“Extrinsic evidence is thus admissible to interpret the language of a written
instrument, as long as such evidence is not used to give the instrument a meaning to
which it is not reasonably susceptible. Where the interpretation of contractual language
turns on a question of the credibility of conflicting extrinsic evidence, interpretation of
the language is not solely a judicial function. [Citations.] As trier of fact, it is the jury’s
responsibility to resolve any conflict in the extrinsic evidence properly admitted to
interpret the language of the contract.” (Morey v. 

Vannucci, supra

, 64 Cal.App.4th at
pp. 912–913, fn. omitted; see City of Hope National Medical Center v. Genentech, Inc.

43 Cal. 4th 375

, 395 [“Juries are not prohibited from interpreting contracts[]”
where the “construction turns on the credibility of extrinsic evidence”].)
               2.     Extrinsic Evidence of Industry Custom and Standards
       How particular terms are used or interpreted within a particular industry is a type
of extrinsic evidence that may establish an ambiguity in the language of a written
instrument. (See Wolf v. Superior 

Court, supra

, 114 Cal.App.4th at p. 1355.) Indeed,
parties are presumed to contract pursuant to a fixed and established usage and custom of
the trade or industry (Ermolieff v. R.K.O. Radio Pictures (1942) 

19 Cal. 2d 543

, 550), and
contract terms must be interpreted according to any special meaning given to them by
usage, and technical terms are interpreted as generally understood in the industry (Civ.
Code, §§ 1644, 1645).

7       In their supplemental briefs, the parties present arguments about whether and how a
hospital’s statutory reporting requirements under section 805 influence the interpretation of the
bylaws. That issue is relevant to whether the testimony of the experts, along with other extrinsic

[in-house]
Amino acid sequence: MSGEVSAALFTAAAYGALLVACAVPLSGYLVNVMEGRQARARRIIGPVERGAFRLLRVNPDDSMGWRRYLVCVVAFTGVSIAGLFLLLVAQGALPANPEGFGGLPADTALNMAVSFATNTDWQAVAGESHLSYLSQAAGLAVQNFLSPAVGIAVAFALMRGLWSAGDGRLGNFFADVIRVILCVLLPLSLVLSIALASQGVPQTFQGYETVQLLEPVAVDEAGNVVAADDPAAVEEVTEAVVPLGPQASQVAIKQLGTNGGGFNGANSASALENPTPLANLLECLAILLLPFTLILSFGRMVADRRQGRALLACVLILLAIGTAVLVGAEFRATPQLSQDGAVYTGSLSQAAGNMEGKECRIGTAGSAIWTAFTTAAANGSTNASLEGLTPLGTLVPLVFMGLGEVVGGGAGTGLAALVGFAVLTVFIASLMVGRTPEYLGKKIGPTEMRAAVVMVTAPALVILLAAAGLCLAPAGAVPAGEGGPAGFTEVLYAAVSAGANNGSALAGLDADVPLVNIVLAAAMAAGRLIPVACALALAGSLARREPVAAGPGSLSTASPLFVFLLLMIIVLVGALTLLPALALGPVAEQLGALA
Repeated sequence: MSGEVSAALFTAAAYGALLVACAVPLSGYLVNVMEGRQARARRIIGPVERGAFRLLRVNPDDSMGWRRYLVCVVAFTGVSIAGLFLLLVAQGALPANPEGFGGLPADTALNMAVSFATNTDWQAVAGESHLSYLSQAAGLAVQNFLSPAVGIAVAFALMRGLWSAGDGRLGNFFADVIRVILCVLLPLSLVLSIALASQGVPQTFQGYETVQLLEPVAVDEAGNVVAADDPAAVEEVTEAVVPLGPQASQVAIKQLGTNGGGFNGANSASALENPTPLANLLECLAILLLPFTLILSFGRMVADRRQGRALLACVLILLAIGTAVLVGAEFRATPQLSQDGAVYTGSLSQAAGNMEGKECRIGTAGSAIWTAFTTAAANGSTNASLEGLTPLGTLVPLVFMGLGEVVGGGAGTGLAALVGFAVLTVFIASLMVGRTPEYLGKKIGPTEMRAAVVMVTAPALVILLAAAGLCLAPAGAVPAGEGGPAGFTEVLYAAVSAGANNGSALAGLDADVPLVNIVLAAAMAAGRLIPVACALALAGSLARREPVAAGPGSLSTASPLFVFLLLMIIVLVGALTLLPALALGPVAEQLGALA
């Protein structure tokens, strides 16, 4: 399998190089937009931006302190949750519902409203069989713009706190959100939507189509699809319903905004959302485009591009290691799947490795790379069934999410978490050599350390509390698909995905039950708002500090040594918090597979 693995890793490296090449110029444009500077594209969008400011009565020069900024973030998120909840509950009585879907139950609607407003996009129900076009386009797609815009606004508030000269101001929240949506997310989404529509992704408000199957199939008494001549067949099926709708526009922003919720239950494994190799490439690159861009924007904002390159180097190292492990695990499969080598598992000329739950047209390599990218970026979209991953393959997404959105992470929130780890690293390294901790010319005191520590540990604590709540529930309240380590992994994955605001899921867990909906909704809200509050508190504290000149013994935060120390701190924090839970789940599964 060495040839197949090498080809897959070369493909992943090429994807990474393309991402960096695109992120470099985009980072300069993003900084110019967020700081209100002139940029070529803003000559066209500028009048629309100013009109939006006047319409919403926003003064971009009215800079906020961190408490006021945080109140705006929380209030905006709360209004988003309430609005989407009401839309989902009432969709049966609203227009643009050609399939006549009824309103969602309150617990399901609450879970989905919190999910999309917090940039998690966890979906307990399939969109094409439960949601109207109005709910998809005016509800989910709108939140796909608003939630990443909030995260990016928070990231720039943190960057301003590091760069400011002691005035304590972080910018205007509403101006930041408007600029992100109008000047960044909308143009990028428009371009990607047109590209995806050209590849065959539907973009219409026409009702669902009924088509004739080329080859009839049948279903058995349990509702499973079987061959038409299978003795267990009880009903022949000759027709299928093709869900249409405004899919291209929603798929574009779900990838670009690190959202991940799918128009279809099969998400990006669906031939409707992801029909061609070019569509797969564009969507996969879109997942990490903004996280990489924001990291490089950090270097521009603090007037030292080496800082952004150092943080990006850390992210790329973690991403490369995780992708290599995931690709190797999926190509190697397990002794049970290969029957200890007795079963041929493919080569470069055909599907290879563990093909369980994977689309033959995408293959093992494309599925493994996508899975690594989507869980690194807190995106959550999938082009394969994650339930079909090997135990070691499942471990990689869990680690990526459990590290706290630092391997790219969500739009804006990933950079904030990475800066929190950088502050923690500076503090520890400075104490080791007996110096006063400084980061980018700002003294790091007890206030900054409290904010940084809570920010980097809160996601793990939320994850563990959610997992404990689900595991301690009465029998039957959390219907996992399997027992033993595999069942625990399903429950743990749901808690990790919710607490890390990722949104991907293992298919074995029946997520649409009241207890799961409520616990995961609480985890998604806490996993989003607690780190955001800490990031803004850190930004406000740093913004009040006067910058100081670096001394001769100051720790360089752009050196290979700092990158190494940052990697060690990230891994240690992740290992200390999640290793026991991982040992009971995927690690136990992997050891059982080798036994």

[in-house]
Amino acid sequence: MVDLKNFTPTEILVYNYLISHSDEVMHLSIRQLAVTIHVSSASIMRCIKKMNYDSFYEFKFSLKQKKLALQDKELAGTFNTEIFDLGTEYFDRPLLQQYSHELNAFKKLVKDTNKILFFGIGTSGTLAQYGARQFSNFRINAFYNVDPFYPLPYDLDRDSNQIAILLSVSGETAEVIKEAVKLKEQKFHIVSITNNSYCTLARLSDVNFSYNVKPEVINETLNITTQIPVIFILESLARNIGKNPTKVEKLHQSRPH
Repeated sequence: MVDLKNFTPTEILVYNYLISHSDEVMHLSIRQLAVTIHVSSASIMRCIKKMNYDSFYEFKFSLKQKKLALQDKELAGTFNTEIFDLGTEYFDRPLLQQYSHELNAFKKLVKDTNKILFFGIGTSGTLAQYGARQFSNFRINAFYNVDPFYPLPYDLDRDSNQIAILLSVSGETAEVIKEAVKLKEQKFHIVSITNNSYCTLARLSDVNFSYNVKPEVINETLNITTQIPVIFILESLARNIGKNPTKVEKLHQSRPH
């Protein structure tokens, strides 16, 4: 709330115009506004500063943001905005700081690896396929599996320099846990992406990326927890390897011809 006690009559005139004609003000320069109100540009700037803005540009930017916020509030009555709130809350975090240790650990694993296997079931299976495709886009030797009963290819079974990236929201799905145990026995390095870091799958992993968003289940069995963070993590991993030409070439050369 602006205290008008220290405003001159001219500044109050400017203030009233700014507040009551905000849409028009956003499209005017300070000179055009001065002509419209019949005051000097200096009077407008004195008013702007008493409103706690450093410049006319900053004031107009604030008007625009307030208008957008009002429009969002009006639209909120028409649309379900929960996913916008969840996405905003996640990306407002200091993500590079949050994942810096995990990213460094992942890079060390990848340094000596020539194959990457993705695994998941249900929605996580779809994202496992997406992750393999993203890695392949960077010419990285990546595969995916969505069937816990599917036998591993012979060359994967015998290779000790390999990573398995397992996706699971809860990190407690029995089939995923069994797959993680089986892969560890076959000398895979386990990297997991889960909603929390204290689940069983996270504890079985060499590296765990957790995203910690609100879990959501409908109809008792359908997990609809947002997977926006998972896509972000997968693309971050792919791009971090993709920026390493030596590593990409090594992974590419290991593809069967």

evidence, supports an interpretation of the bylaws that is reasonable in view of a hospital’s
reporting duties under section 805 and the underlying public policy concerns.

       The parties disputed how the phrase medical disciplinary cause or reason is
generally understood in the industry and what type of adverse action with respect to a
physician’s staff privileges is of a medical disciplinary nature that would trigger KMC’s
notice and hearing provisions. That phrase has particular significance in the medical
industry because it frames a hospital’s statutory reporting duties to the MBC when
suspending, revoking or terminating staff privileges, and triggers statutory notice
requirements and peer review hearing procedures. (See Economy v. Sutter East Bay
Hospitals (2019) 

31 Cal. App. 5th 1147

(Economy); Alaama v. Presbyterian
Intercommunity Hospital, Inc. (2019) 

40 Cal. App. 5th 55

       Among the numerous statutory and regulatory laws designed to address the
interests of patients, physicians, and hospitals, as well as concomitant public policy
concerns, hospitals are statutorily obligated to report to the MBC certain adverse actions
taken by a peer review body with respect to denying, terminating, suspending, or
reducing a physician’s staff privileges. Specifically, section 805 requires that a report be